High performance liquid chromatography (HPLC)

Further analysis and purification of partially purified MAA was performed using a HPLC system (Merck Hitachi; Interface D-7000, UV-Detector L-7400, Pump L-7100, Darmstadt, Germany) equipped with a LiCrospher RP 18 column and guard (5 µm packing; 250 4 mm I.D.). The sample was injected with a Hamilton syringe (Switzerland) into the HPLC column through a Rheodyne (USA) injection valve equipped with a 20 µl sample loop. The wavelength for detection was 330 nm at a flow rate of 1.0 ml min-1 and a mobile phase of 0.2 % acetic acid. Identification of the MAA was done by comparing the absorption spectra and retention times with several standards kindly provided by Dr. Ulf Karsten, Alfred-Wegener-Institut, Bremerhaven, Germany.


Absorption and fluorescence spectroscopy

Absorption spectra of samples were measured in a single beam spectrophotometer (DU 70, Beckman, Palo Alto, USA). The raw spectra were transferred to a microcomputer and treated mathematically and statistically using the software provided by the manufacturer (Beckman, Palo Alto, USA). Fluorescence emission spectra were recorded with a spectrofluorometer (RF-5000, Shimadzu, Kyoto, Japan) at room temperature. Further evaluation was performed on a microcomputer using the RF-PC software developed by Shimadzu, Japan.



MAAs were partially purified from both samples as described earlier. Absorption spectra showing various steps of purification are illustrated in Figures 2A and B. Extraction of samples with 20 % methanol at 45 °C for 2.5 h resulted in a prominent peak at 334 nm (MAA) in all samples. There was an increase in the absorbance around 334 nm in the samples irradiated with PAR + UV (Figs. 2A and B) and also, but to a much lesser extent, in the samples that received only PAR. In addition to MAA, small amounts of photosynthetic pigments were also extracted by this procedure (Fig. 2A). MAA samples were further treated with 100 % methanol in order to remove proteins and salts and finally with 0.2 % acetic acid to remove unpolar photosynthetic pigments. The resultant partially purified MAAs had an absorption maximum at 334 nm with a small tail at around 400 nm (Fig. 2B).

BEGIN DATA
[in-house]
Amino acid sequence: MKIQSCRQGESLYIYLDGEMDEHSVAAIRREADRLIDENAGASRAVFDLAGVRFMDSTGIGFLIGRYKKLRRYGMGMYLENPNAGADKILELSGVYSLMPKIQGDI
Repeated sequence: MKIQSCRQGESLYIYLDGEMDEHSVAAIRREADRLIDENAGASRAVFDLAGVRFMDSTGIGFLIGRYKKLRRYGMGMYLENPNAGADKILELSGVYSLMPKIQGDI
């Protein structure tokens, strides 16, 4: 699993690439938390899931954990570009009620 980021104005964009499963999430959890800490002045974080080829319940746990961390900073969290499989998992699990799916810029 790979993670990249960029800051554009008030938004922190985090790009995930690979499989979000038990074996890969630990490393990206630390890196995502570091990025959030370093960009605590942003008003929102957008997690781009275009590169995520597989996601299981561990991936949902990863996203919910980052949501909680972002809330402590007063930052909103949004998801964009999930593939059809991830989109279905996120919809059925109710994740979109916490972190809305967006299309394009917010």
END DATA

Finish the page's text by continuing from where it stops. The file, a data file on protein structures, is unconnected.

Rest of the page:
Figure 2. Absorption spectra showing MAAs of both PAR + UV and only PAR irradiated samples of Anabaena sp. after various steps of purification. (A) initial extract in 20 % methanol, (B) sample prepared for HPLC injection in 0.2 % acetic acid. For details see text.


Figure 3. Fluorescence emission spectra of partially purified MAA of Anabaena sp. from both PAR + UV and only PAR irradiated samples.